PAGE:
Syria. In Suwayda the Druze Start their Own Revolution

Since August 2023, Suwayda Province in Southern Syria has witnessed periodic demonstrations calling for the end of the Bachar al-Assad regime. This movement has caused astonishment, twelve years after the uprising which led to the civil war, especially coming from the Druze community which up til now had striven to remain neutral.

Peaceful demonstration against the Syrian regime in Suwaida, 29 September 2023
Sam Hariri/AFP

When Orient XX1 asked me to write an article on the events in Suwayda province to make them known to readers who were neither Arabic speakers nor specialists, I was really pleased. I have always written in Arabic or English and never addressed a French-speaking readership although I have been a refugee in Paris for five years now.

Soon, however, I became aware of the difficulties involved. Indeed, how to write an article explaining an extremely complex Middle Eastern issue, one which has its own dynamic, its own history and its own context without getting bogged down in detail? The article is supposed to answer a simple question: why has a peripheral region of Syria, peopled by a small ethnic minority, been the scene, in 2023, of peaceful demonstrations calling for a regime change? To answer this question I must begin by pointing out that what is surprising about these peaceful grassroot protests is that they are taking place twelve years after the Syrian revolution of 2011 against a dictatorial regime in power for 60 years now The last decade witnessed a civil war which caused the death of nearly a million people and the displacement of six million refugees, both inside and outside the country, as well as the imprisonment of hundreds of thousands, the destruction of whole towns and villages, the partition of the country between five foreign armies, each of which has its base and its zone of influence. A war during which crimes against humanity were committed, policies of demographic modification were implemented, and, in certain cases, ethnic cleansing took place. All this in a country experiencing the crises of our time – and not the least of these – such as global warming.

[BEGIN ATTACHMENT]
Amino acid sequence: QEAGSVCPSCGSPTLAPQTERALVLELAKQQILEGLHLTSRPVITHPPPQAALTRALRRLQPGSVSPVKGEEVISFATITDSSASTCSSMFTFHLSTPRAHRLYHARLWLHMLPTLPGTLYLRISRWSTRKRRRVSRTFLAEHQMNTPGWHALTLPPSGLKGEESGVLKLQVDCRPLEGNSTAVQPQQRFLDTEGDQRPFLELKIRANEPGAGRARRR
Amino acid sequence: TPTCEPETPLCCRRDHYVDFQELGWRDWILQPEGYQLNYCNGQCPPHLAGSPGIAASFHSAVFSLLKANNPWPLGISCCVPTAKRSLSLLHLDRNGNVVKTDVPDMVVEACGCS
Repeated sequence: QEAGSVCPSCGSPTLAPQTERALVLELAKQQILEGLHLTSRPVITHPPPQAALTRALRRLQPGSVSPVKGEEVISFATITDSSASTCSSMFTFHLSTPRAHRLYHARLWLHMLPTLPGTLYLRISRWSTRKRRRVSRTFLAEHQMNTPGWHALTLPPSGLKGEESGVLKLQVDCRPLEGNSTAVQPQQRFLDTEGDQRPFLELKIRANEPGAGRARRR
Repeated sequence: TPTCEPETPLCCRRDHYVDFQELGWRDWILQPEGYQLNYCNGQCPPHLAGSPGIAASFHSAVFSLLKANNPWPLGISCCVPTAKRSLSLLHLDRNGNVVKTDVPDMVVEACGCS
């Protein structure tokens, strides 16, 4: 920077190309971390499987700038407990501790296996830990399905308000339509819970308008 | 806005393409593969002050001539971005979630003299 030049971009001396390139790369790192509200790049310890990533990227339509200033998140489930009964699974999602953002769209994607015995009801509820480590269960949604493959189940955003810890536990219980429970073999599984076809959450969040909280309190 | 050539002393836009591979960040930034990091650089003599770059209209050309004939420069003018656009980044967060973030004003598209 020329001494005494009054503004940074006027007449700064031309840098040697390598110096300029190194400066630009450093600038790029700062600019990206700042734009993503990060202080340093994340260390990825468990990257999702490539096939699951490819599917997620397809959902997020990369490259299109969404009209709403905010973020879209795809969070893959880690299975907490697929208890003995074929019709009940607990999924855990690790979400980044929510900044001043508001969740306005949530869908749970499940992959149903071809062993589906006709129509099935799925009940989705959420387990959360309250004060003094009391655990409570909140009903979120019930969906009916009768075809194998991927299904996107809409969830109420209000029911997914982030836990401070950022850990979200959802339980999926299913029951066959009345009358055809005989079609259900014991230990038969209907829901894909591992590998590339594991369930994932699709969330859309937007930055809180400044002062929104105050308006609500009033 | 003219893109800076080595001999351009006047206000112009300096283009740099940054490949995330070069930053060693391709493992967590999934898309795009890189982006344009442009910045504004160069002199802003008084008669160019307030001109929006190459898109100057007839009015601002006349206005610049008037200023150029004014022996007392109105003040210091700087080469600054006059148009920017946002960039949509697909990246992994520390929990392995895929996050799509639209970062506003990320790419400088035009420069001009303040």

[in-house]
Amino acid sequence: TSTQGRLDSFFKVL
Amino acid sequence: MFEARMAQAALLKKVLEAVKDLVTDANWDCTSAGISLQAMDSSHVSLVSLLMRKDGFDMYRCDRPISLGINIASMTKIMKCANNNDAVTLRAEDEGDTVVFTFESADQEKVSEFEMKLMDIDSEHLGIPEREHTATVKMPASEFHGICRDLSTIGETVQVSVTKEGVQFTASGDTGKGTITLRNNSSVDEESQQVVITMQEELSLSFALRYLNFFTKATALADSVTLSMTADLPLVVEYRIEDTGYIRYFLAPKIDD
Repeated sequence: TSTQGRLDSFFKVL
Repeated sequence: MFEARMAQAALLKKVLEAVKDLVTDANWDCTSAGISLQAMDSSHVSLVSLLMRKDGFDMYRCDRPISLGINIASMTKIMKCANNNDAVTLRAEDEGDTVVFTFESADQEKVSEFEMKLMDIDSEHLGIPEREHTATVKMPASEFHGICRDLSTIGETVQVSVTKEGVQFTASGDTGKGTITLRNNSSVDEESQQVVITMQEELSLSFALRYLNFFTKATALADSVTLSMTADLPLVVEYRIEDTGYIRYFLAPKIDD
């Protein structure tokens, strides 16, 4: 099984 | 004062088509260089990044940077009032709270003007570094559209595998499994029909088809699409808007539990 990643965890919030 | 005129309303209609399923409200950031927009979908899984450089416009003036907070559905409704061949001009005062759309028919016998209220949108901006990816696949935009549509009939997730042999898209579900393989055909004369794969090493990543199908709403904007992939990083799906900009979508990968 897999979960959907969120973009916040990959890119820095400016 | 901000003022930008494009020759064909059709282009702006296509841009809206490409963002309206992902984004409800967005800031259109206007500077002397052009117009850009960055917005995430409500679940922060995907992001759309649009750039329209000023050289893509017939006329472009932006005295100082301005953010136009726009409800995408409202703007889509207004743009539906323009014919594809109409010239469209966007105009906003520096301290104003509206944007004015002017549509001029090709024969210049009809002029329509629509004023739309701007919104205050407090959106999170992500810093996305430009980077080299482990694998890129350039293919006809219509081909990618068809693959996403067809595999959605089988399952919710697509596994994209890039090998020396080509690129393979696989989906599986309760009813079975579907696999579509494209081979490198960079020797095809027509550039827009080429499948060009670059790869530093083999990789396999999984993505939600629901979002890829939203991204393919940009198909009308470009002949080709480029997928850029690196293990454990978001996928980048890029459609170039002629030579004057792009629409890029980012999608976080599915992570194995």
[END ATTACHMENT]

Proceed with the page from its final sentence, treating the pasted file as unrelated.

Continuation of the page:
A joyful protest

Let us begin thus: peaceful demonstrations have been going strong since August 2023 in Suwayda Province, a South Syrian region where most of the population are Druze. The demands, the organisation, the forms, and the ways and means of these protests are rooted in the local environment. The inhabitants have decided that the time has come to put an end to the rule of the Arab socialist Bath party, in power since 1963. The party’s offices throughout the province were either shut down or taken over – since legally they are public property – and turned into day-care centres, schools, clinics or even community development centres.

The protestors try to use various forms of peaceful struggle such as daily festivities on the vast public squares of the province’s 130 towns and villages. A sizeable feminist movement with local roots and clear demands (equity, nationality, etc.) also participates in this mobilisation. Concerts, songfests, festivals, horse- and folk shows, popular songs or improvisations suggested by current events … all of this confers an additional political dimension to the demands explicitly voiced by the protestors and points up the regime’s inability to respond to them.